MWD Urges Reduced Water Usage

By Kelly Mahan Herrick   |   August 19, 2021
Montecito Water District’s Conservation Specialist Mike Clark is available for consultations with District customers to reduce water usage by 20%

At a Montecito Association Board of Directors meeting earlier this week, Montecito Water District general manager Nick Turner reported that intensifying drought conditions and increased water usage by district customers has prompted a request from the district that all residents reduce their water usage. 

“Over the last five years the board has been dedicated to its mission to shore up our water supply and make it more reliable,” Turner said.

The district has set a goal of reducing overall water use by 20%; the board adopted this target at its regular meeting last month after reviewing the Quarterly Water Supply Update and data on current consumption. With most of the district’s water going to outdoor uses, something as simple as most community members adjusting their irrigation settings for fewer minutes or fewer days per week could achieve the goal in short order, Turner said. 

Turner showed the Montecito Association Board a presentation that shows that droughts are becoming the norm for California, with conditions worsening last year. The 2020-21 winter is considered the driest on record, ever, and Santa Barbara County proclaimed a local drought emergency in July.

“Statewide, water supplies are certainly in shortage,” Turner said.

The upcoming winter is expected to have below normal precipitation and above normal temperatures, with a possible La Niña occurring in the fall or winter.

Despite the bleak news, Turner said the district’s three-year water supply outlook is favorable, due to actions taken in recent years including storing State Water Project deliveries in the Semitropic Groundwater Banking and Exchange Program, establishing the Montecito Groundwater Basin Groundwater Sustainability Agency, and finalizing a 50-year water supply agreement with the city of Santa Barbara secured by its desalination facility, which will supply 35% of the district’s water beginning in January 2022.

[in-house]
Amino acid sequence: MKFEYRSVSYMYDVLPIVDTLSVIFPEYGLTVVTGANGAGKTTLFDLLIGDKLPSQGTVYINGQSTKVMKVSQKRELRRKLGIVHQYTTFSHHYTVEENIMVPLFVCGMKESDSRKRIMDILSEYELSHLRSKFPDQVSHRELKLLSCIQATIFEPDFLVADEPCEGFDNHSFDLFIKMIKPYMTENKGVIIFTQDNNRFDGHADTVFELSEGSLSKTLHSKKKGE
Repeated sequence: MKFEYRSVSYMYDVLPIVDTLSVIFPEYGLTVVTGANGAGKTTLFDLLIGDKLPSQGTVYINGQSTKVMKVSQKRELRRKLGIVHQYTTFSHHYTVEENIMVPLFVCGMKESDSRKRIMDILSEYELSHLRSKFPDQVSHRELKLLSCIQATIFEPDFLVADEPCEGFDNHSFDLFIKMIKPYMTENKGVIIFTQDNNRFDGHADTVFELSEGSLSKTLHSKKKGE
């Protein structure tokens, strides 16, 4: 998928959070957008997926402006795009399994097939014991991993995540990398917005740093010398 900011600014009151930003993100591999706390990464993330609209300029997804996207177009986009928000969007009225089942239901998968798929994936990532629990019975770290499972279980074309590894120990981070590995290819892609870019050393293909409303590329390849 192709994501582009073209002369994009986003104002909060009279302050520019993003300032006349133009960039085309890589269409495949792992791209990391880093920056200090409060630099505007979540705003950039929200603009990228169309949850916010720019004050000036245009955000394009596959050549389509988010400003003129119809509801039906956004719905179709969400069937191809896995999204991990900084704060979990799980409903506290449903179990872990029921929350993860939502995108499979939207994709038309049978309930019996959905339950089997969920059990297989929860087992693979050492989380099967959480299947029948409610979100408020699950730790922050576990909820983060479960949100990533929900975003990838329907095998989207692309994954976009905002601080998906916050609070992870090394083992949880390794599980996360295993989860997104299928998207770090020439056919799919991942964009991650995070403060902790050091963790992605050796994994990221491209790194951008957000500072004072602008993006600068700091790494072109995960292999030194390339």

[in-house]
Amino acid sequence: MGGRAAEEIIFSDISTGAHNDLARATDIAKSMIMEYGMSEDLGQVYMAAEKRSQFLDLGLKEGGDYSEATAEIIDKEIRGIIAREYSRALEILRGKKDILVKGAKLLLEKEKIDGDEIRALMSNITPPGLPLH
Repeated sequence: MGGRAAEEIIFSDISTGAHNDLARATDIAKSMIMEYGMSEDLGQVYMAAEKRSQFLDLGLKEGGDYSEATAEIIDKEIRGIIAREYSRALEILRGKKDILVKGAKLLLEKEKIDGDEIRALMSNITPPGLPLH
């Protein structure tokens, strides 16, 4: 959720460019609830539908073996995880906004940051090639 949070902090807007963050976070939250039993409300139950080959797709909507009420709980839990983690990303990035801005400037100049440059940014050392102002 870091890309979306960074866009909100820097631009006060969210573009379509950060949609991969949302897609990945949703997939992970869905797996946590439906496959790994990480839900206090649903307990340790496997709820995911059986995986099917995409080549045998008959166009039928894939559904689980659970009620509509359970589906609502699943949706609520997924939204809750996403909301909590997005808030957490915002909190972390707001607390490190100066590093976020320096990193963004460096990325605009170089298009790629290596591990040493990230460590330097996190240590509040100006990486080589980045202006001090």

“In general, I would say we are better prepared for this drought,” Turner said. 

However, with drought conditions now extreme and customer usage trending towards 25% over budget, the district is taking early action to guard against any potential water shortages two or three years down the road.

“Conservation is an important source of supply that also needs to be managed, and this reduction goal is intended to bring customer use in line with demand expectations — voluntarily. We’re really looking to customers to evaluate their properties and figure out something they can do today to reduce water use. Our message is simple: partner with us and water supply should be secure for the long haul,” Turner said, emphasizing the initiative to reduce water usage by 20% is voluntary, not mandatory.

The goal is to avoid projected shortages and extend out available water supply. 

During the pandemic, domestic water use has increased in many communities, and MWD, which serves Montecito and Summerland, has seen usage increase in approximately 75% of single-family residences in the past year. The district began increasing messaging on voluntary conservation earlier this year after customer usage spiked in December. Customers are encouraged to review their water usage and compare it with past years, be aware of irrigation schedules, find ways to reduce usage, and to take advantage of a free consultation from MWD’s Conservation Specialist. 

In addition to adhering to its own budget, the district will need to comply with state regulations, currently governed by Senate Bill X7-7, to ensure ongoing eligibility for state and federal funding which could be instrumental in supporting costly projects the district is pursuing such as water reuse.

The district announced the 20% reduction goal and sent a list of best practices to reduce water use to customers with the July invoice. Customers needing assistance are encouraged to call (805) 969-2271 to contact the District’s Conservation Specialist. Additional information can be found on the website:


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